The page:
I have 5 mothers, 5 fathers, 17 siblings and two nations.
I am a returned Rotary Exchange Student, and my experience living abroad changed my life. I was blessed to live for a year in Kotka, Finland (Suomi to the Finns) and now my world is paradoxically both larger and smaller.
My first involvement with Rotary was with at a Candy Striper conference the year I was in grade eleven. Katy Jensen, a Rotary Exchange student from New Zealand, was a delegate from a hospital in her exchange community. She described her adventures in Canada and a world of possibility opened up to me. I decided to find out about the program.
I knew my high school vice-principal, Bob Lemon, was a Rotarian, so I asked him about the exchange. He told me to watch for information about interviews the following September. I have noticed since that a lot of students miss out on the opportunity because the interviews happen so early in the school year. If you’re looking at exploring an exchange, be sure you’re hunting for the application details the first week back at school in the fall!
It was a thorough interview process. A short application to start. Next there were interviews at the club level. A longer form. An intensive panel interview at district level. Then thick application form package. By October I had been chosen to represent District 5060 in Finland. Wow. I didn’t know a thing about Finland, so I had a lot to learn to prepare for a year there!
Many people wonder how I ended up in Finland. Short answer: by mistake. On my application, my 3 choices were Belgium (the only French speaking country the district was exchanging with that year), Japan (obviously about to explode in economic activity with Canada), and then…. I had no real interest in anywhere else, so I chose Denmark because it was near Belgium, and I really wanted to see the Vimy Memorial.
The district committee lost some paperwork and they phoned to ask again what my country choices were. I was out as usual volunteering or something. My mom knew the first two, but couldn’t recall the third choice. I had a Finnish pen pal at the time, so she said, “I think the third was Finland?” The rest is history. No one ever asks to go to Finland. No one even knows where Finland is! They were so excited that someone asked for Finland that I was a shoe-in. They happily phoned to offer me an exchange in Finland. What was I going to say? I went.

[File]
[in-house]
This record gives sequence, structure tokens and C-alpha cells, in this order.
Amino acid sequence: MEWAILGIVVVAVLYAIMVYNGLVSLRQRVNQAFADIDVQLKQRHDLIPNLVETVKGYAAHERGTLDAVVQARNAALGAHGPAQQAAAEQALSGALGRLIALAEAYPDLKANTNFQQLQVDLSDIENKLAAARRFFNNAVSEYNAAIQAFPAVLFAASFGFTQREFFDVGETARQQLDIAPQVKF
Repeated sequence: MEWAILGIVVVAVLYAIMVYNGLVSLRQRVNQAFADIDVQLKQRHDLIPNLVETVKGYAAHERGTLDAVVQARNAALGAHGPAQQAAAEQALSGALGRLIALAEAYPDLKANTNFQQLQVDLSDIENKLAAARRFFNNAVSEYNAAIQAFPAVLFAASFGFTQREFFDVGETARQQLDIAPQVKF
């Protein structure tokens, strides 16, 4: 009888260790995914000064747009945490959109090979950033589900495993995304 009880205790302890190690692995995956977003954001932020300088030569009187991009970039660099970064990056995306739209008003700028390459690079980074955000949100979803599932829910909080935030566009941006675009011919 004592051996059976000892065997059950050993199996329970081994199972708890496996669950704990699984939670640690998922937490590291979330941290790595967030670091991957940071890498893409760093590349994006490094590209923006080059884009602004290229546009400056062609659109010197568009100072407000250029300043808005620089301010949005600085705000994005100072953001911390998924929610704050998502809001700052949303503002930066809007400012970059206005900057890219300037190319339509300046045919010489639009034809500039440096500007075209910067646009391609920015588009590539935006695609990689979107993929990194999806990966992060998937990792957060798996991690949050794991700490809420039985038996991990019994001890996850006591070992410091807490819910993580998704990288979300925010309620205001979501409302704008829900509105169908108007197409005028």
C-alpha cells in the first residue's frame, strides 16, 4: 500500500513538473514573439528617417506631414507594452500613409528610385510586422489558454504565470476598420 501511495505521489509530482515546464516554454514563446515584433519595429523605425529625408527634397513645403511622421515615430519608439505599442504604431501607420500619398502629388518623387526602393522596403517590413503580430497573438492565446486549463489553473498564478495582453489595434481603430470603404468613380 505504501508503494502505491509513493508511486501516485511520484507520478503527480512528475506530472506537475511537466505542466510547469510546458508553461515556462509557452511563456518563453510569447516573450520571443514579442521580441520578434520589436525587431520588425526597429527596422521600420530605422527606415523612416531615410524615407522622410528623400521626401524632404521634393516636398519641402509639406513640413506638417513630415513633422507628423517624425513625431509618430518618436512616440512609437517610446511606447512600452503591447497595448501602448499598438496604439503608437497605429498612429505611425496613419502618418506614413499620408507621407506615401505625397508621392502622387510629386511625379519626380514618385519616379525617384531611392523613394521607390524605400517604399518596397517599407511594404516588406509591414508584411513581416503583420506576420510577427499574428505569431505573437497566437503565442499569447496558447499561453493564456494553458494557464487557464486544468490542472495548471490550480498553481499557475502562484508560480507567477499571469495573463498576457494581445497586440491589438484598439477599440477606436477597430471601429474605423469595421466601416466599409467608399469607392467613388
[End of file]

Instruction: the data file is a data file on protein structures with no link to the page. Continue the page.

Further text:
I tried to learn Finnish before I left. I’m good at languages. It was something completely new. Finno-Ugaric languages have very little in common with Romance languages! When I stepped on the plane with Karyn Engler I could say a few things besides the basics of please and thank you, hello and good bye:
“I’m a Canadian exchange student.”
“I don’t speak Finnish.”
“Where’s the bathroom?”
“Get your hands off me.”
“ice cream” and “Help!”
You’d be surprised just how far those simple phrases can take you! (By my first month in Finland I’d used them all!)
Unlike most of the other outbound students, I had not heard from my host family before I’d left Canada. All I knew about them was from the letter I’d received from my club exchange officer: their professions and family composition. It was very scary going off to a new culture and language with so little information, but it was an adventure and I was ready for anything.
After a week of orientation in Karkku my host father and sister came to get me. We had a few hours to drive to get to Kotka where they lived. I liked them immediately. They were quiet, intellectual and kind. My sister had a shy smile that won me instantly. It was when I arrived at their home though, that my true transition began.
As I opened the front door, a warm bundle of love grabbed me in a crushing hug and weepily exclaimed, “Tervetuloa! Velcome!” As my host-mom beamed at me with excitement and affection, I knew I had a new home. I was on my way to becoming half-Finnish “puoli-Suomalainen” in my heart.
PS. Click on “Rotary” on the categories list to find my other blogs on being an exchange student.